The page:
Here’s today’s tip: A politician thinks of the next election; a statesman thinks of the next generation.
I love this quote from James Freeman Clarke. Whether you are Democrat, Republican, Libertarian or Alien, I imagine that you are nodding your head in agreement with Mr. Clarke. Too many politicians of all stripes fall into this trap.
There may be times when you have to take hard votes, but when you find yourself justifying a vote against principle by saying, “Well, I’ve got to get re-elected if i’m going to really change things…” then you’re doing something wrong. A strong accountability system is key to staying on the right side of this line.
As an elected official, you have a moral and fiduciary responsibility to your constituents. You need to be examining the long and short game in government. This frequently means looking beyond the immediate passions of voters, to what is going to serve them best down the line. When voters are nearsighted, you need to focus further out.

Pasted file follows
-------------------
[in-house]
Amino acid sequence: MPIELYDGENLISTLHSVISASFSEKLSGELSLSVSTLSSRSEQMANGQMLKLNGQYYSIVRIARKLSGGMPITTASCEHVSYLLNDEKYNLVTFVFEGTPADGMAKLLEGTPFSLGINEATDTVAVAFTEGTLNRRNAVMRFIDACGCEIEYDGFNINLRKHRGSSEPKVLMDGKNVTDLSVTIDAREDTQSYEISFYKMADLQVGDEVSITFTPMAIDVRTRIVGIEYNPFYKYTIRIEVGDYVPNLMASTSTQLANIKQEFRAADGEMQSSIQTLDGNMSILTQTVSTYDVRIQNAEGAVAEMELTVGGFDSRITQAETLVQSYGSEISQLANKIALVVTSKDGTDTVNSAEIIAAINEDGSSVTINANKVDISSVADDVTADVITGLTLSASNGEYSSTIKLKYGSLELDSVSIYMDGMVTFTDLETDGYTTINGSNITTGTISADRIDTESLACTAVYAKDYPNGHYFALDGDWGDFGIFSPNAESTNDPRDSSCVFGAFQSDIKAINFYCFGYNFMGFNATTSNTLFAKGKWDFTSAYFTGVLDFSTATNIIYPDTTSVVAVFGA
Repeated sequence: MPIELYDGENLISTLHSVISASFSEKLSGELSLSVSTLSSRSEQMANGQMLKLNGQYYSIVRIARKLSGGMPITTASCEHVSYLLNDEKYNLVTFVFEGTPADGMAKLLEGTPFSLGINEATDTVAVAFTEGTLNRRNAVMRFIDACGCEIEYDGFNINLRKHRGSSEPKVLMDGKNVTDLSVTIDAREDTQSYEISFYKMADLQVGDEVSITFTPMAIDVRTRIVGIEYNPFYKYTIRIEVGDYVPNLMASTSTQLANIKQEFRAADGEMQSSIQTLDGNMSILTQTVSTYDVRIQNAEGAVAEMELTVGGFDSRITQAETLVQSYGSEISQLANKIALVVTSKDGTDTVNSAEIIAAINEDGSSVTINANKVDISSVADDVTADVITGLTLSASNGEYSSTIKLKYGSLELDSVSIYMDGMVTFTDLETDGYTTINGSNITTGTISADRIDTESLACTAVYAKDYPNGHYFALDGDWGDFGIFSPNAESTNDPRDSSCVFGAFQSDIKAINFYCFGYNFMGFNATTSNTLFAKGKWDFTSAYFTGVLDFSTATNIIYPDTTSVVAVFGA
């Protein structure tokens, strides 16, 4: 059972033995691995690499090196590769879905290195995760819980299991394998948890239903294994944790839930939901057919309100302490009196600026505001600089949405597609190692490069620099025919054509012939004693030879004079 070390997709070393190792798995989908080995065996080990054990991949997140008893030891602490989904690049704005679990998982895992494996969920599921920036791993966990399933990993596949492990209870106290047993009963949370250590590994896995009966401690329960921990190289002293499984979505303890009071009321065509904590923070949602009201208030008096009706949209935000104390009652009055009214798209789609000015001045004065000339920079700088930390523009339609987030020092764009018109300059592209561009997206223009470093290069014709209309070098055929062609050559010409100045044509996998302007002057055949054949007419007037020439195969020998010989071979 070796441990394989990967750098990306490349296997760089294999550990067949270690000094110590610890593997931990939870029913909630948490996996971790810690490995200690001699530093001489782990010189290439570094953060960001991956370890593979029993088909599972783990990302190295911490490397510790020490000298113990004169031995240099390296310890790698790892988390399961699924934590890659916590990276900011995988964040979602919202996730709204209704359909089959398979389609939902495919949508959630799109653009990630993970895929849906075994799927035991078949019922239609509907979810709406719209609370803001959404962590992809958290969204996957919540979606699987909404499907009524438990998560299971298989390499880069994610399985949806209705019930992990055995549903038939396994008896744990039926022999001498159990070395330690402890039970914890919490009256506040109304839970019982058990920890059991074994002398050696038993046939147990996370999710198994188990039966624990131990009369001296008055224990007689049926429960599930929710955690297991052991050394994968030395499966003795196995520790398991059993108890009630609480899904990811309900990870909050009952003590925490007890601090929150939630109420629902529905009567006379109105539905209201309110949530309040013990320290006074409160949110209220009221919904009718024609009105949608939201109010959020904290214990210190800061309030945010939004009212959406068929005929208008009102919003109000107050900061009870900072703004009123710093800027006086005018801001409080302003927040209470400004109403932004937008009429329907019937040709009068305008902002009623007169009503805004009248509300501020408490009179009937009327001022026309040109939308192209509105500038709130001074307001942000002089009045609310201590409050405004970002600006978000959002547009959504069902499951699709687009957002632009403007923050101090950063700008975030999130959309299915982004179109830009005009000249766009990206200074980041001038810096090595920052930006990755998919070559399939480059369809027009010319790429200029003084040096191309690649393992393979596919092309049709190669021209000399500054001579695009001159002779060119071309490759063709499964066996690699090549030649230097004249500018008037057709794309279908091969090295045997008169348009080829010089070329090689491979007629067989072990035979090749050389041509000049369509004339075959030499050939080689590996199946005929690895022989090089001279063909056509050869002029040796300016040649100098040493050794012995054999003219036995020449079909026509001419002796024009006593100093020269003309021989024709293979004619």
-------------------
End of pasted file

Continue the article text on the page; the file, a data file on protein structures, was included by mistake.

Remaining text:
This is the purpose of a representative democracy like ours. We elect people who are supposed to give the decisions they make more thought than we can and consider them carefully.
If you know that something is the right action to take, do it. Even if you think it’ll make your next election harder. Do the work to communicate your WHY to your constituents and, if that turns out to be impossible, know that there are some things worth losing elections.
A politician thinks of the next election; a statesman thinks of the next generation.